Updated: Sep 14
Why we should call on climate assemblies to do more political work
Hearing that "climate change has been put on the political agenda" has become common in the last year. In the UK, from Oxford to Leeds, local authorities have taken their approach straight from the Extinction Rebellion (XR) handbook: declare a climate emergency and get more people involved. Citizen’s Assemblies on climate change are cropping up around the country, and a national assembly was convened in early 2020. Commitments to net-zero, climate emergency declarations, and citizens assemblies are all being used as evidence of this agenda-setting.
Local authorities are on a peculiar trajectory, however, in moving from climate emergency declaration to climate assembly. Historically, moments of societal emergency have tended to see democratic processes suspended in favour of swift action, and yet these declarations appear to do the opposite. How is that possible? In order to understand this trajectory, the participatory process of climate assemblies (how they are run) must be separated from their content (what they are about). While climate assemblies are indeed intervening in the existing political landscape by creating the space for all sorts of people to be involved in climate action, they are simultaneously deepening an apolitical climate agenda. Their apolitical content is more compatible with an emergency declaration because, as I explain below, these assemblies presuppose the framework within which the climate crisis must be dealt. Consequently, there is an inherent tension embedded in climate assemblies: they depoliticise the content while broadening participation in climate action. In these spaces, the appearance of climate change on the agenda has been far from political.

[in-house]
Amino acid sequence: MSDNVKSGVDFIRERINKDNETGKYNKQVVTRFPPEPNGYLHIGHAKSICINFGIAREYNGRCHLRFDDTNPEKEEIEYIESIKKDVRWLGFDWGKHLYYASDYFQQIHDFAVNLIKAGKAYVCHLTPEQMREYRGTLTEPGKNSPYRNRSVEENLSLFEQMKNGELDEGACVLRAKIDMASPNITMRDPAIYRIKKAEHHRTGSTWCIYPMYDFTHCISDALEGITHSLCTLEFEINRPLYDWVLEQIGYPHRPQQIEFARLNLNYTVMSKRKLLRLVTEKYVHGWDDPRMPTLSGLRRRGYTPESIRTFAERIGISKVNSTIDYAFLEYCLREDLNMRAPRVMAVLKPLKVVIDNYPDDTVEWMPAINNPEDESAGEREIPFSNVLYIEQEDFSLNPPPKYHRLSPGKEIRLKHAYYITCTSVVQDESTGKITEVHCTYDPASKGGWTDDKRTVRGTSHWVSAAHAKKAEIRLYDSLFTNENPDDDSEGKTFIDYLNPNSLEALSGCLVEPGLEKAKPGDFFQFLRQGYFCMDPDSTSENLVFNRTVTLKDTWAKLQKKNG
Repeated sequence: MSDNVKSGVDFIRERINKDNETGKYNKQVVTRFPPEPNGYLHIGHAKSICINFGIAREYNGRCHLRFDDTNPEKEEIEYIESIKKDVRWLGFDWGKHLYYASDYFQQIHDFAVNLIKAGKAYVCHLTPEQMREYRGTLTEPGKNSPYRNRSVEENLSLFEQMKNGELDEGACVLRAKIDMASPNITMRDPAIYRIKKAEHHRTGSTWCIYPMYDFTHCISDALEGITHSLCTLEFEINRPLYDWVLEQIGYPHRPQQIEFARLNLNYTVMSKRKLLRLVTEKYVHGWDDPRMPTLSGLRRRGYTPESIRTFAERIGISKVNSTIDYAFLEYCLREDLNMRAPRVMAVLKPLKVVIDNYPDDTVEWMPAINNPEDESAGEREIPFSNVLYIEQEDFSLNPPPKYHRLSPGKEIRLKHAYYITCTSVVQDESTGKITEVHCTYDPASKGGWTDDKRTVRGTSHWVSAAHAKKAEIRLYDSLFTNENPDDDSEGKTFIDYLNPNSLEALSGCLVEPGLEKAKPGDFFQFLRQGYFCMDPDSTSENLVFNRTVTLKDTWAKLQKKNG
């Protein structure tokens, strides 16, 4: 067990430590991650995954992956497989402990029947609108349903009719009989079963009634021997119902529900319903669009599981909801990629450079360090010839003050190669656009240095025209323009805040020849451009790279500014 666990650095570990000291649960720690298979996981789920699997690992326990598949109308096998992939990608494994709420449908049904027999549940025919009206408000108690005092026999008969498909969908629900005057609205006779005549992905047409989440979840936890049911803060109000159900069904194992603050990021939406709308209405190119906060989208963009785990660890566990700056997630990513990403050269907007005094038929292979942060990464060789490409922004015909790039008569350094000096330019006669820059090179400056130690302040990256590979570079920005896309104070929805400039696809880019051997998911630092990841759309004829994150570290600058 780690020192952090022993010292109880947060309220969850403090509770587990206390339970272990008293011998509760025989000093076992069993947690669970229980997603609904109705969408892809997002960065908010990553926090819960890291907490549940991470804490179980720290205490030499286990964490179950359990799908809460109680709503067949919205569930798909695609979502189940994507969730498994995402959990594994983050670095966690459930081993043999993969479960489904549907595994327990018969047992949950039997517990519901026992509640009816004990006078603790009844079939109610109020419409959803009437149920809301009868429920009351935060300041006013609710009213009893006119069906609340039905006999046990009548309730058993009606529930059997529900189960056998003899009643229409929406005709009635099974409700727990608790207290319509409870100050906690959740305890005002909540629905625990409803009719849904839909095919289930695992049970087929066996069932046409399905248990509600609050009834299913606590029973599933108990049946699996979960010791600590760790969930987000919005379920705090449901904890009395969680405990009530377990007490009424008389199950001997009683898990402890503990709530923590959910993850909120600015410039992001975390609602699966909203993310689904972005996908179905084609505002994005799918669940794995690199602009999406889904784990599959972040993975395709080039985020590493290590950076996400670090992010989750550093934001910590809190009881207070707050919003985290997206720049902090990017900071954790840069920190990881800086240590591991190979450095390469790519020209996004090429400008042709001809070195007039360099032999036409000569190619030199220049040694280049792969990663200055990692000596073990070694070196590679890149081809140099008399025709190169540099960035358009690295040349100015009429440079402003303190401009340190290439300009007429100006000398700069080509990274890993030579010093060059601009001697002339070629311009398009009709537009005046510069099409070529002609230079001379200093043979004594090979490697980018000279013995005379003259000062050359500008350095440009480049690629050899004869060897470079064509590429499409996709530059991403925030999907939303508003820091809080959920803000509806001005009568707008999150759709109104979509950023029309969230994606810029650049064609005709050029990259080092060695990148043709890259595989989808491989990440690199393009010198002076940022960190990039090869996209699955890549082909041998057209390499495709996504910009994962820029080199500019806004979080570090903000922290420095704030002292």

What is a Citizens’ Assembly on Climate Change?
Citizens’ assemblies are a method; a way to do participatory democracy with 50 people or more spending at least 30 hours learning about policy issues, deliberating policy options, and deciding how a government should act. They have a specific research question, are supposed to be thorough and well-resourced, and usually focus on an intractable issue. Importantly, the recommendations made by the citizens’ assembly feed into policy. They are not campaigns intended to educate or promote a behavioural change (you would only reach 40-100 people!). In the past, Ireland hosted a citizens’ assembly on its abortion ban, and the Canadian province of British Columbia on electoral reform. The former recommended an end to Ireland’s abortion ban about one year before a referendum did the same. The latter recommended that British Columbia replace its first-past-the-post voting system, but its referendum one year later just fell short of the support needed to institute that change.
In the context of climate assemblies, the process involves communicating climate science and politics, creating space for the assembly members to explore topic areas in depth (housing, transport, energy, adaptation), and giving them a platform to make recommendations to the government. The assemblies focus on a specific question, for example: will we aim to meet our decarbonisation target by 2030 or 2050; what criteria must new climate policies meet?
In the UK, climate assemblies are evolving. Each time an assembly is concluded new lessons are learnt. A coalition of practitioners have been working towards citizens’ assembly standards to ensure that the term "citizens’ assembly" itself does not get diluted in the midst of their proliferation. These standards are a framework that — when followed — create assemblies with the power to democratise control and strengthen climate agendas.
Eco-Authoritarianism vs Eco-Democracy
Most of the commentary on climate assemblies has focused on the need to democratise climate action. These commentaries intervene in a debate between eco-authoritarianism and eco-democracy: Do we need to suspend democracy so that a powerful state can make the decisions to decarbonise quickly and without contestation? Those who make this argument believe only decisive, unilateral action on climate can achieve the speed and scale of decarbonisation necessary; democracy will just slow things down.
Or, on the other hand, is democracy integral and necessary for climate action? Proponents of eco-democracy argue that involving people in the decisions that affect their lives is the right thing to do, and is essential